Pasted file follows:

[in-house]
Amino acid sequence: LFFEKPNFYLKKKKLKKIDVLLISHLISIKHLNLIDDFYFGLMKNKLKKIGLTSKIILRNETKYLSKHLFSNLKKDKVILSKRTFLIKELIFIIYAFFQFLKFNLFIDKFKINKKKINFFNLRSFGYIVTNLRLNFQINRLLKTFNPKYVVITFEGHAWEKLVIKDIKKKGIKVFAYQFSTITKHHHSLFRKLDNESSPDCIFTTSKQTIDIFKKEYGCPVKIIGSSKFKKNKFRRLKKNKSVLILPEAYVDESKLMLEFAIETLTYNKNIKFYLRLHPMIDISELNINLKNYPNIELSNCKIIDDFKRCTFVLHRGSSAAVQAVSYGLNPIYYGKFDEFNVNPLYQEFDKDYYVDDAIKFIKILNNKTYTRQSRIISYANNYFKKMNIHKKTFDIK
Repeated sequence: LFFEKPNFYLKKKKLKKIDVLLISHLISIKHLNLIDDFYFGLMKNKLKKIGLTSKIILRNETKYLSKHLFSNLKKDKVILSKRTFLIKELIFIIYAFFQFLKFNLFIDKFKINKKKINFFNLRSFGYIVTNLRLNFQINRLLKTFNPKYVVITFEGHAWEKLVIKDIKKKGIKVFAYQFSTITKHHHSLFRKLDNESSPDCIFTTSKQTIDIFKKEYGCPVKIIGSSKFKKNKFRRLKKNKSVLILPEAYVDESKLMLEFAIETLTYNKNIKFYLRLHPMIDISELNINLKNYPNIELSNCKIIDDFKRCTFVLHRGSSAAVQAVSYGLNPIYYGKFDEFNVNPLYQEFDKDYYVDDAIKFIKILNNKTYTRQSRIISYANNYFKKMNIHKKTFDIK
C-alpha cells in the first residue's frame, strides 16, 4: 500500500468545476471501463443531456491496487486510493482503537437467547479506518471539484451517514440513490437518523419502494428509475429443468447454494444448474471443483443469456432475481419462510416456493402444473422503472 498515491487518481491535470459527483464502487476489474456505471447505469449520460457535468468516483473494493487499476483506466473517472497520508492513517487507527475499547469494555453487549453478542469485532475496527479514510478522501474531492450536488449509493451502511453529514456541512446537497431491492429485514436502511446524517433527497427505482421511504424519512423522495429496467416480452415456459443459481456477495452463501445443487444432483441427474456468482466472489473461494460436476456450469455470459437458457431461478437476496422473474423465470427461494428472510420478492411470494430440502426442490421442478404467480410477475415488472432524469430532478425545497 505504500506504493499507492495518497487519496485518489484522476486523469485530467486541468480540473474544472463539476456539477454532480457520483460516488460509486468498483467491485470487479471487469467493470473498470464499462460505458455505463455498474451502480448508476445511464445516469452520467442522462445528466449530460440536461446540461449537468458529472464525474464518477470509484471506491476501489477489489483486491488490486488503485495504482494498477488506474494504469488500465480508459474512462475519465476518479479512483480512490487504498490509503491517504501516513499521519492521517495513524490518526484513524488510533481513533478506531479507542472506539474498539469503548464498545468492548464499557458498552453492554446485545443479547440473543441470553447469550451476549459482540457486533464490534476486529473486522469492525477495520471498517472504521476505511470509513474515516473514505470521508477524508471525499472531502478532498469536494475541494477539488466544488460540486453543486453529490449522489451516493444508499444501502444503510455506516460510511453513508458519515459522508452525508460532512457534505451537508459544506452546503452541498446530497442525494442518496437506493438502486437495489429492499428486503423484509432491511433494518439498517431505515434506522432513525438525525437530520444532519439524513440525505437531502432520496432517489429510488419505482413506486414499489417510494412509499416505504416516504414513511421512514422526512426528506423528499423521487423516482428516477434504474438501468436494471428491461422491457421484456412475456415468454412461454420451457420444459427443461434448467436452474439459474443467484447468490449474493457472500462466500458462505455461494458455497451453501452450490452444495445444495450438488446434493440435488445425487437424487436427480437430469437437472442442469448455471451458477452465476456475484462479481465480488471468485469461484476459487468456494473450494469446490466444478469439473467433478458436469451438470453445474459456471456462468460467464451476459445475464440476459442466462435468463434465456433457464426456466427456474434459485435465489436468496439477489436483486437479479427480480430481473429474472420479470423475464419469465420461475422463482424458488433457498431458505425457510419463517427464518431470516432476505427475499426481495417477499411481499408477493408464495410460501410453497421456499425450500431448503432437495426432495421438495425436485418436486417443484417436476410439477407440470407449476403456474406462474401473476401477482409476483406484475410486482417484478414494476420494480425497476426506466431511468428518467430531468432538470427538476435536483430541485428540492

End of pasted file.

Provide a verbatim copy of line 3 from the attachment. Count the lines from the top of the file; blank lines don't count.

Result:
Repeated sequence: LFFEKPNFYLKKKKLKKIDVLLISHLISIKHLNLIDDFYFGLMKNKLKKIGLTSKIILRNETKYLSKHLFSNLKKDKVILSKRTFLIKELIFIIYAFFQFLKFNLFIDKFKINKKKINFFNLRSFGYIVTNLRLNFQINRLLKTFNPKYVVITFEGHAWEKLVIKDIKKKGIKVFAYQFSTITKHHHSLFRKLDNESSPDCIFTTSKQTIDIFKKEYGCPVKIIGSSKFKKNKFRRLKKNKSVLILPEAYVDESKLMLEFAIETLTYNKNIKFYLRLHPMIDISELNINLKNYPNIELSNCKIIDDFKRCTFVLHRGSSAAVQAVSYGLNPIYYGKFDEFNVNPLYQEFDKDYYVDDAIKFIKILNNKTYTRQSRIISYANNYFKKMNIHKKTFDIK